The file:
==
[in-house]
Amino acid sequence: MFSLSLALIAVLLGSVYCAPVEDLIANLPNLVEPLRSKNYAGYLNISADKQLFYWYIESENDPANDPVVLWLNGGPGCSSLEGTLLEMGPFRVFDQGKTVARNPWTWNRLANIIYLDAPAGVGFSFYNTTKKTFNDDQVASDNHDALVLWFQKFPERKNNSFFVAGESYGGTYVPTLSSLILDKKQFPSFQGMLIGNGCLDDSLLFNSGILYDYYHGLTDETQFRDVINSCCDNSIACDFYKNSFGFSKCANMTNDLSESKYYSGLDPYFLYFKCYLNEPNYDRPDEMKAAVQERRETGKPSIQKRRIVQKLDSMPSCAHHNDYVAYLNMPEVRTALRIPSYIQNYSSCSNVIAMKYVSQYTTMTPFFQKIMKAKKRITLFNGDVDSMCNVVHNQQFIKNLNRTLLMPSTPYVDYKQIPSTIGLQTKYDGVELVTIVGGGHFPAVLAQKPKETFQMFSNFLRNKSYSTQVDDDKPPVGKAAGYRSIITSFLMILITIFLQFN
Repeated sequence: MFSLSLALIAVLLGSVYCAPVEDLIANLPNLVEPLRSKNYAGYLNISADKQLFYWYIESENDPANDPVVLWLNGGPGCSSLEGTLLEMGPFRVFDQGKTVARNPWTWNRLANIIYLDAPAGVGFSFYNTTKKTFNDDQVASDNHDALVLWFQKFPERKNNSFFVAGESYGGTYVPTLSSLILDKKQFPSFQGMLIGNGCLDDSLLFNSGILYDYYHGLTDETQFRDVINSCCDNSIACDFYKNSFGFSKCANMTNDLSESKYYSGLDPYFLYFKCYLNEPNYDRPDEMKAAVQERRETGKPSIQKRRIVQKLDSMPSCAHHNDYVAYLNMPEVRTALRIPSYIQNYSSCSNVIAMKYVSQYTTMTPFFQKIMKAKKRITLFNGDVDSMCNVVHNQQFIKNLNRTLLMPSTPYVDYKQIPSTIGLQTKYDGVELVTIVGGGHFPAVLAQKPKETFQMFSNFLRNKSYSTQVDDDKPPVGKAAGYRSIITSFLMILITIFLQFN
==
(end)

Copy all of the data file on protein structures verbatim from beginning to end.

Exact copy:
[in-house]
Amino acid sequence: MFSLSLALIAVLLGSVYCAPVEDLIANLPNLVEPLRSKNYAGYLNISADKQLFYWYIESENDPANDPVVLWLNGGPGCSSLEGTLLEMGPFRVFDQGKTVARNPWTWNRLANIIYLDAPAGVGFSFYNTTKKTFNDDQVASDNHDALVLWFQKFPERKNNSFFVAGESYGGTYVPTLSSLILDKKQFPSFQGMLIGNGCLDDSLLFNSGILYDYYHGLTDETQFRDVINSCCDNSIACDFYKNSFGFSKCANMTNDLSESKYYSGLDPYFLYFKCYLNEPNYDRPDEMKAAVQERRETGKPSIQKRRIVQKLDSMPSCAHHNDYVAYLNMPEVRTALRIPSYIQNYSSCSNVIAMKYVSQYTTMTPFFQKIMKAKKRITLFNGDVDSMCNVVHNQQFIKNLNRTLLMPSTPYVDYKQIPSTIGLQTKYDGVELVTIVGGGHFPAVLAQKPKETFQMFSNFLRNKSYSTQVDDDKPPVGKAAGYRSIITSFLMILITIFLQFN
Repeated sequence: MFSLSLALIAVLLGSVYCAPVEDLIANLPNLVEPLRSKNYAGYLNISADKQLFYWYIESENDPANDPVVLWLNGGPGCSSLEGTLLEMGPFRVFDQGKTVARNPWTWNRLANIIYLDAPAGVGFSFYNTTKKTFNDDQVASDNHDALVLWFQKFPERKNNSFFVAGESYGGTYVPTLSSLILDKKQFPSFQGMLIGNGCLDDSLLFNSGILYDYYHGLTDETQFRDVINSCCDNSIACDFYKNSFGFSKCANMTNDLSESKYYSGLDPYFLYFKCYLNEPNYDRPDEMKAAVQERRETGKPSIQKRRIVQKLDSMPSCAHHNDYVAYLNMPEVRTALRIPSYIQNYSSCSNVIAMKYVSQYTTMTPFFQKIMKAKKRITLFNGDVDSMCNVVHNQQFIKNLNRTLLMPSTPYVDYKQIPSTIGLQTKYDGVELVTIVGGGHFPAVLAQKPKETFQMFSNFLRNKSYSTQVDDDKPPVGKAAGYRSIITSFLMILITIFLQFN